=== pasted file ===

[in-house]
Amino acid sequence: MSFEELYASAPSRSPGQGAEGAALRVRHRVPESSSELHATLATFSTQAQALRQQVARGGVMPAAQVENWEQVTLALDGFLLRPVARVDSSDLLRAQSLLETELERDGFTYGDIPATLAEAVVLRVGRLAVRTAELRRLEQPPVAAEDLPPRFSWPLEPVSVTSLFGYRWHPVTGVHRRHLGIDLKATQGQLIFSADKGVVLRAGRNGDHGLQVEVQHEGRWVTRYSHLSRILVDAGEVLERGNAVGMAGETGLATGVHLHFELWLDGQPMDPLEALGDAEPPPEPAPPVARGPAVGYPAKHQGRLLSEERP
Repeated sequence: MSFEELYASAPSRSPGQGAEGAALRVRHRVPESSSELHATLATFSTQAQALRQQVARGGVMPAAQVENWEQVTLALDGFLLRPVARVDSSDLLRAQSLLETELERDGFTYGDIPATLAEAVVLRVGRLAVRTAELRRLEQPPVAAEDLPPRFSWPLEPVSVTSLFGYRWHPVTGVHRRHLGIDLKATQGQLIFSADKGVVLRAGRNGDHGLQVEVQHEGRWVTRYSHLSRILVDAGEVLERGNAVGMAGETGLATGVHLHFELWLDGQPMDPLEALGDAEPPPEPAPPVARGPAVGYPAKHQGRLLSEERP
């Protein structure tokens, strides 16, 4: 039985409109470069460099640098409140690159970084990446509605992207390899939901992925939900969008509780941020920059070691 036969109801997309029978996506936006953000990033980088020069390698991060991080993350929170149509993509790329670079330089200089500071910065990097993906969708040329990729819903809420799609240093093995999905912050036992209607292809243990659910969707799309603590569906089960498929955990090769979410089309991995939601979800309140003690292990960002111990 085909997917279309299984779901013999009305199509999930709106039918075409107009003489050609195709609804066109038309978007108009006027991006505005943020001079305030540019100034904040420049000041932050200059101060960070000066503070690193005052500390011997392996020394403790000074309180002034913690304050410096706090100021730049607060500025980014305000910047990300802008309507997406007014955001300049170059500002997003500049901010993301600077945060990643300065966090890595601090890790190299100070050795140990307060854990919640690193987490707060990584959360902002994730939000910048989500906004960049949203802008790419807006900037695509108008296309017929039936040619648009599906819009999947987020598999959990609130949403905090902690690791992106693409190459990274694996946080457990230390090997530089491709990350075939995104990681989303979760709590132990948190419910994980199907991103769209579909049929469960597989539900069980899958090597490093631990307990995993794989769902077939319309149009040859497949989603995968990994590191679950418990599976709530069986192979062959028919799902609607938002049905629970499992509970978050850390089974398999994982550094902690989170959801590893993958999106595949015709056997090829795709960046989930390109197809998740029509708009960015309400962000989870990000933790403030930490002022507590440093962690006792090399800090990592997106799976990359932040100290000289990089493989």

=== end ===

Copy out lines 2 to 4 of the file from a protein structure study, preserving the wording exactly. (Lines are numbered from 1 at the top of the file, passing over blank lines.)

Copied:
Amino acid sequence: MSFEELYASAPSRSPGQGAEGAALRVRHRVPESSSELHATLATFSTQAQALRQQVARGGVMPAAQVENWEQVTLALDGFLLRPVARVDSSDLLRAQSLLETELERDGFTYGDIPATLAEAVVLRVGRLAVRTAELRRLEQPPVAAEDLPPRFSWPLEPVSVTSLFGYRWHPVTGVHRRHLGIDLKATQGQLIFSADKGVVLRAGRNGDHGLQVEVQHEGRWVTRYSHLSRILVDAGEVLERGNAVGMAGETGLATGVHLHFELWLDGQPMDPLEALGDAEPPPEPAPPVARGPAVGYPAKHQGRLLSEERP
Repeated sequence: MSFEELYASAPSRSPGQGAEGAALRVRHRVPESSSELHATLATFSTQAQALRQQVARGGVMPAAQVENWEQVTLALDGFLLRPVARVDSSDLLRAQSLLETELERDGFTYGDIPATLAEAVVLRVGRLAVRTAELRRLEQPPVAAEDLPPRFSWPLEPVSVTSLFGYRWHPVTGVHRRHLGIDLKATQGQLIFSADKGVVLRAGRNGDHGLQVEVQHEGRWVTRYSHLSRILVDAGEVLERGNAVGMAGETGLATGVHLHFELWLDGQPMDPLEALGDAEPPPEPAPPVARGPAVGYPAKHQGRLLSEERP
């Protein structure tokens, strides 16, 4: 039985409109470069460099640098409140690159970084990446509605992207390899939901992925939900969008509780941020920059070691 036969109801997309029978996506936006953000990033980088020069390698991060991080993350929170149509993509790329670079330089200089500071910065990097993906969708040329990729819903809420799609240093093995999905912050036992209607292809243990659910969707799309603590569906089960498929955990090769979410089309991995939601979800309140003690292990960002111990 085909997917279309299984779901013999009305199509999930709106039918075409107009003489050609195709609804066109038309978007108009006027991006505005943020001079305030540019100034904040420049000041932050200059101060960070000066503070690193005052500390011997392996020394403790000074309180002034913690304050410096706090100021730049607060500025980014305000910047990300802008309507997406007014955001300049170059500002997003500049901010993301600077945060990643300065966090890595601090890790190299100070050795140990307060854990919640690193987490707060990584959360902002994730939000910048989500906004960049949203802008790419807006900037695509108008296309017929039936040619648009599906819009999947987020598999959990609130949403905090902690690791992106693409190459990274694996946080457990230390090997530089491709990350075939995104990681989303979760709590132990948190419910994980199907991103769209579909049929469960597989539900069980899958090597490093631990307990995993794989769902077939319309149009040859497949989603995968990994590191679950418990599976709530069986192979062959028919799902609607938002049905629970499992509970978050850390089974398999994982550094902690989170959801590893993958999106595949015709056997090829795709960046989930390109197809998740029509708009960015309400962000989870990000933790403030930490002022507590440093962690006792090399800090990592997106799976990359932040100290000289990089493989």